TGMqzXO.jpg?profile=RESIZE_710xToday marked my first day taking the subway. Tokyo’s transit system is a bit confusing, but not nearly as confusing as it should be given the city’s size, the number of companies that run trains, subways, and buses, and the number of people who all know where they’re going when you do not. Instead it’s very well organized: there are colour-coded signs in Japanese and English all over the place, and the info maps are close enough together that if you get lost (like I did in JR’s Tokyo Station), you’ll get un-lost quickly enough.


As a history teacher, I couldn’t pass up a chance to tour the Imperial Palace downtown. The palace, built where Edo castle once stood, has some stellar gardens and a handful of 17th century watchtowers that you can get pretty close to. Tours are free and offered in Japanese and English, and if you plan ahead of time you can download an audio guidebook for some extra tidbits as you walk around the grounds.


After the palace I walked down to the National Diet (Japan’s legislature), which is also surrounded by a wide range of government buildings. It didn’t look like I could tour inside most of these, which was a shame, but they were nice to wander by and gave me a better sense of what the city feels like on a Friday afternoon.


I stopped in for lunch at CoCo Ichibanya Curry House not too far from a Shinto shrine I wanted to visit. Most of the other guests were office workers on their lunch breaks. Mostly regulars, it seemed, but the waitress was very helpful and the menu had loads of options. I went with a seafood curry that had shrimp, octopus, and a couple other I-don’t-know-what-those-were-but-they-were-tasty.


The Hie shrine sits at the top of a hill with a staircase (and escalator) leading down to the city below. Out front there are a number of lanterns set up for the Sanno Matsuri Festival, which is on until the 17th. I didn’t stick around for the festivities but the shrine itself was peaceful and worth visiting if you’re interested in history and culture.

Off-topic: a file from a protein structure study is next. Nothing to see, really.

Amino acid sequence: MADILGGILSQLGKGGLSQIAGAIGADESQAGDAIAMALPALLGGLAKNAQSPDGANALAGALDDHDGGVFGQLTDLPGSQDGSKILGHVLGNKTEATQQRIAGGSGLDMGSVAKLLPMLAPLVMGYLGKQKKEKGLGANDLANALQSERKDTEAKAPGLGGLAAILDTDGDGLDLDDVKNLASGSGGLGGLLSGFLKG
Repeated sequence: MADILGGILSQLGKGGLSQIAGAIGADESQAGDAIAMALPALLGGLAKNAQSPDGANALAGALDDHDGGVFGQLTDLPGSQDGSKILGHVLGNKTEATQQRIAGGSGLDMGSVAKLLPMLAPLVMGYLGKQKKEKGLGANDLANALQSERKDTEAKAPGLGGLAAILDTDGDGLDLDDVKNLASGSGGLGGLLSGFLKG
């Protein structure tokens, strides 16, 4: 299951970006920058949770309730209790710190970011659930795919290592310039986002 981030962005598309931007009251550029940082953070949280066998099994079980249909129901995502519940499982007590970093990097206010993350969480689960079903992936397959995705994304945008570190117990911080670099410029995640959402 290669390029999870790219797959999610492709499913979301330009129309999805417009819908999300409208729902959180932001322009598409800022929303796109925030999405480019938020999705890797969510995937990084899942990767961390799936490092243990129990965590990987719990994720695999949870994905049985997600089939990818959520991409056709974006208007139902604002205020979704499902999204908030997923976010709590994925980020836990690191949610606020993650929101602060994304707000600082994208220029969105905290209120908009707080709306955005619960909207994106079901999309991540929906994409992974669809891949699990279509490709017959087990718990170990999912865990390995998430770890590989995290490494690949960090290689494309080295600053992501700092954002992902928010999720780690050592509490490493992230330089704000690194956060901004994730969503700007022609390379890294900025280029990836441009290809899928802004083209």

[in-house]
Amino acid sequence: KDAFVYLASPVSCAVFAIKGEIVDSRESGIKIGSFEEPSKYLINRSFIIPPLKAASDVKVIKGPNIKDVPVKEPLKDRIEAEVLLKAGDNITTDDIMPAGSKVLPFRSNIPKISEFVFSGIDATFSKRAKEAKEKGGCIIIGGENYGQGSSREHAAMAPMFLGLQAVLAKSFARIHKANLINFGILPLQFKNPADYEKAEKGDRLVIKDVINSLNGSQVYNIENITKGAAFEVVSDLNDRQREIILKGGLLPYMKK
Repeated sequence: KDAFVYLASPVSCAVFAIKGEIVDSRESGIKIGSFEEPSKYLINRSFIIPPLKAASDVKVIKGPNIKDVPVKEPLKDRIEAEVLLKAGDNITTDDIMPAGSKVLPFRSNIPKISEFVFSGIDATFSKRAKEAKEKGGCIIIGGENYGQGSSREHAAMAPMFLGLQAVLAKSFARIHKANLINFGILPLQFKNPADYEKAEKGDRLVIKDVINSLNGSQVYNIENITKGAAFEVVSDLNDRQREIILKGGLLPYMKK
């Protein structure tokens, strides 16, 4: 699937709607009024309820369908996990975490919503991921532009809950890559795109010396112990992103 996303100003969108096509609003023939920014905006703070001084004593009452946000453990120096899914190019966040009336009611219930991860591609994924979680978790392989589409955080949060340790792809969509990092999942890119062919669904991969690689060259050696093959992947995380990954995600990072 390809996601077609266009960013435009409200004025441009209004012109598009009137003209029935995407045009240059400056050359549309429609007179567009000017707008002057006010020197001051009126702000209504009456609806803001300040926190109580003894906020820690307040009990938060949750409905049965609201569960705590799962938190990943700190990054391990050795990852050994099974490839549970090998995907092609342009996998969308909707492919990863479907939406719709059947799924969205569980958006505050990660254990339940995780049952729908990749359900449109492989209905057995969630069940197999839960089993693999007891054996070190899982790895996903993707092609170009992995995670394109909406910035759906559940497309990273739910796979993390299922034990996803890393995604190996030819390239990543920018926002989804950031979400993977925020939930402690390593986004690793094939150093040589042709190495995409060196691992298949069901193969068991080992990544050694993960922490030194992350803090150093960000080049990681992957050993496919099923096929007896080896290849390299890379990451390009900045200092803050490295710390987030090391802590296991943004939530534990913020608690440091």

On the train back to the hotel I found out that my route was ending 1 station short of my hotel. Not a huge problem, save that this other station A) had 4 different exits and B) my phone has decided it does not like loading maps anymore because it takes joy in watching me struggle. Again Tokyo’s organization came to the rescue. Every few blocks there are info maps that outline where you are, where subway stations are, and where to find nearby landmarks (like that hotel you want to get back to).

That’s all for today! Next is dinner and a walk down to the park I can see from my room. See you tomorrow!

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Home Sweet Home

Finally back in Calgary...

Still kind of adjusting to the time difference... and the snow. I have woken up at 4:00am every day since I got back to Calgary, for those of you who don't know me, you won't know that I am NOT a morning person so this is extremely odd for me and I am not sure I like it. However, it will make getting ready for practicum a whole lot easier next week since I wake up wide awake at 4:00am! I am definitely not a fan of the snow, nor was I ready for it... Hamburg rains a lot, and it got to me sometimes, I got a bit down when the weather was bad for a long time and I didn't think I would actually miss the rain, but the rain was definitely much more manageable than snow already. Obviously this is something I will just have to get used to, since I chose to live in Alberta on my own accord! 

As I think back to the last 12 weeks I spent abroad I honestly cannot believe it is already over. Besides missing an entire season in Calgary, nothing has changed! I don't know exactly what I was expecting to change, but I definitely thought I'd come home to a new Calgary for some reason. But I didn't its home sweet home! My dog was super excited to see me, I think she thought my Fiance had gotten rid of me for good, she kept looking at him and the look on his face was "oh my goodness I can't believe you brought her back" as she would run back and forth between the two of us not sure if she was more excited to see me or thankful he allowed me to come home.

Now that I've been home for a few days I have had some time to reflect on my time abroad. I learned a lot in a variety of ways, I learned how to work more with ELL students, I learned from some amazing teachers how to engage students in great lessons, I learned a lot about being independent and living and traveling on my own, I learned a tiny bit of German and so many other amazing things. This opportunity taught me a lot about being in the classroom, and I have a lot of new valuable skills I wouldn't have gained any other way. I am really looking forward to using these new skills on the classroom next week and in the future.

To finish off my time abroad I went to Scotland, this was amazing! Edinburgh has a rich history and I learned a lot about the cities past, the royal family, different battled against England and much more. The time in Edinburgh was yet another reminder of how much one can learn while abroad and solidified to me the importance of learning and traveling. As a teacher I think it is so important to be a life long learner and what better way to learn about the history of a nation or a new culture than fully immersing yourself into one?